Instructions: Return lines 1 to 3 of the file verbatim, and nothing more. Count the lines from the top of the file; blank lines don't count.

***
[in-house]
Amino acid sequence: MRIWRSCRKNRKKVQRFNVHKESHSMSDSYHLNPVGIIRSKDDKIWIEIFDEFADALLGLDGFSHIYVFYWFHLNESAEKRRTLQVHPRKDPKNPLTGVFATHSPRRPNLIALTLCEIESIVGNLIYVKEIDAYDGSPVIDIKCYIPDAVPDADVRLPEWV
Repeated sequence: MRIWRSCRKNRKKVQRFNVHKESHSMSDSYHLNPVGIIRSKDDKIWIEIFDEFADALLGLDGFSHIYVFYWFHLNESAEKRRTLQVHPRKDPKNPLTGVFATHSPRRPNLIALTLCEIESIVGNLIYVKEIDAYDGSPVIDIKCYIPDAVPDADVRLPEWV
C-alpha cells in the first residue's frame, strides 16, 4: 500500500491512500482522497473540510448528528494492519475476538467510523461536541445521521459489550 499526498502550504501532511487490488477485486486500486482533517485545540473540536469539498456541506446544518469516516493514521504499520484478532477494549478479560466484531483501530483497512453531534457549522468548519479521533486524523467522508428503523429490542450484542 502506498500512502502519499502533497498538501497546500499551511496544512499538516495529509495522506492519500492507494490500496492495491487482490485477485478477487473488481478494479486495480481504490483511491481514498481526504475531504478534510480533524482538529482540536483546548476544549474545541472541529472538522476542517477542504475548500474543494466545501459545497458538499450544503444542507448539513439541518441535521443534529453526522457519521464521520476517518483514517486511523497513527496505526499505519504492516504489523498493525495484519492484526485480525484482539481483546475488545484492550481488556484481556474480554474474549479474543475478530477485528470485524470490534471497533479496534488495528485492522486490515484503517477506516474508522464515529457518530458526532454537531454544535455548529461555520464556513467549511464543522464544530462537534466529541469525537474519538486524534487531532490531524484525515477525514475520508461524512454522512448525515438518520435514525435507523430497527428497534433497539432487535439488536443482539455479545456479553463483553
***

[in-house]
Amino acid sequence: MRIWRSCRKNRKKVQRFNVHKESHSMSDSYHLNPVGIIRSKDDKIWIEIFDEFADALLGLDGFSHIYVFYWFHLNESAEKRRTLQVHPRKDPKNPLTGVFATHSPRRPNLIALTLCEIESIVGNLIYVKEIDAYDGSPVIDIKCYIPDAVPDADVRLPEWV
Repeated sequence: MRIWRSCRKNRKKVQRFNVHKESHSMSDSYHLNPVGIIRSKDDKIWIEIFDEFADALLGLDGFSHIYVFYWFHLNESAEKRRTLQVHPRKDPKNPLTGVFATHSPRRPNLIALTLCEIESIVGNLIYVKEIDAYDGSPVIDIKCYIPDAVPDADVRLPEWV